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Health

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Half of US adults 40 to 75 judged eligible for statins

Almost half of Americans ages 40 to 75 and nearly all men older than 60 qualify to consider cholesterol-lowering statin drugs under new heart disease prevention guidelines, an analysis finds.

It’s the first independent look at the effect of the guidelines issued in November and shows how dramatically they shift more people toward treatment. Supporters say they reveal the true scope of heart risks in America. Critics have said the guidelines overreach by suggesting medications such as Zocor and Lipitor for such a broad swath of the population.

“We wanted to be really objective and just quantify what the guidelines do, and not get into a discussion about whether they are correct,” said Michael Pencina, the Duke University biostatistician who led the analysis. It was published online Wednesday by the New England Journal of Medicine.

Under the new guidelines, 56 million Americans ages 40 to 75 are eligible to consider a statin; 43 million were under the old advice. Both numbers include 25 million people taking statins now.

“That is striking … eye-opening,” Dr. Daniel Rader of the University of Pennsylvania said of the new estimate.

But because too few people use statins now, the advice “has the potential to do much more good than harm,” said Rader, a cardiologist who had no role in writing the guidelines.

Nearly 500,000 additional heart attacks and strokes could be prevented over 10 years if statin use was expanded as the guidelines recommend, the study estimates.

The guidelines, developed by the American Heart Association and American College of Cardiology at the request of the federal government, were a big change.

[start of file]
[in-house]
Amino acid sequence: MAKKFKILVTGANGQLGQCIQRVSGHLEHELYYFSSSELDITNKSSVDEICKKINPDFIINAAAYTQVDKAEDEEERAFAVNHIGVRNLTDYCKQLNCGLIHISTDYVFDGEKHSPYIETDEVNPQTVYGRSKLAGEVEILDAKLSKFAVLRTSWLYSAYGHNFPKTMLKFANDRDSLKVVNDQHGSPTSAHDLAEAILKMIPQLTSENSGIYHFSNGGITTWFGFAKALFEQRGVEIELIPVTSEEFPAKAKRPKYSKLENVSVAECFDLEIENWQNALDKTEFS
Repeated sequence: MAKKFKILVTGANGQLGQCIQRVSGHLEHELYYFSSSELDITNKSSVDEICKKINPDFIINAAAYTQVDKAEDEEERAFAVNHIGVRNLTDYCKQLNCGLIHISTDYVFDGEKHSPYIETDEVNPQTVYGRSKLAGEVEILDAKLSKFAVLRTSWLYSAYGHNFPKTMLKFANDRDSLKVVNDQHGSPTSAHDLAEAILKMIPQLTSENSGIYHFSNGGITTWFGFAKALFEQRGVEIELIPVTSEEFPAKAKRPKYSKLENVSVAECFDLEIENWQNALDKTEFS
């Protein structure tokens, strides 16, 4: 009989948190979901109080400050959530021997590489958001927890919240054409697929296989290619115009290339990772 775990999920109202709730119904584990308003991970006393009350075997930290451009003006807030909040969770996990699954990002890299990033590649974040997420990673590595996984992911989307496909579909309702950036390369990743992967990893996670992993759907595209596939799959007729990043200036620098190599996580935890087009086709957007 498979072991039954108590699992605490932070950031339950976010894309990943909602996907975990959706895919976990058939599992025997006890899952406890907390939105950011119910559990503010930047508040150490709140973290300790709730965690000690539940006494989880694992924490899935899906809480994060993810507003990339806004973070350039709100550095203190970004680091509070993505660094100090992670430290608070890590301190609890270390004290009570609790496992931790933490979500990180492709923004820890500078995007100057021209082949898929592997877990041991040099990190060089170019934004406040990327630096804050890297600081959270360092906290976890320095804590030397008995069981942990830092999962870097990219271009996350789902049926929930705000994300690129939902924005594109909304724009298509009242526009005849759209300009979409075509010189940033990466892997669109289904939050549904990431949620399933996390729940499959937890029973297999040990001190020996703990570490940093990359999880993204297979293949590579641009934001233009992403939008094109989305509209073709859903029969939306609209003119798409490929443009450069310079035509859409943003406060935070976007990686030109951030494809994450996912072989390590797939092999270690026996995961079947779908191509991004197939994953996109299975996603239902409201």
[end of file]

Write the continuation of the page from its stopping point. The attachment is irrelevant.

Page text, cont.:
They give a new formula for estimating risk that includes blood pressure, smoking status and many factors besides the level of LDL or “bad” cholesterol, the main focus in the past.

For the first time, the guidelines are personalized for men and women and blacks and whites, and they take aim at strokes, not just heart attacks. Partly because of that, they set a lower threshold for using statins to reduce risk.

The guidelines say statins do the most good for people who already have heart disease, those with high LDL of 190 or more, and people older than 40 with Type 2 diabetes.

They also recommend considering statins for anyone 40 to 75 who has an estimated 10-year risk of heart disease of 7.5 percent or higher, based on the new formula. This means that for every 100 people with a similar risk profile, seven or eight would have a heart attack or stroke within 10 years.

Under this more nuanced approach, many people who previously would not have qualified for a statin based on LDL alone now would, while others with a somewhat high LDL but no other heart risk factors would not.

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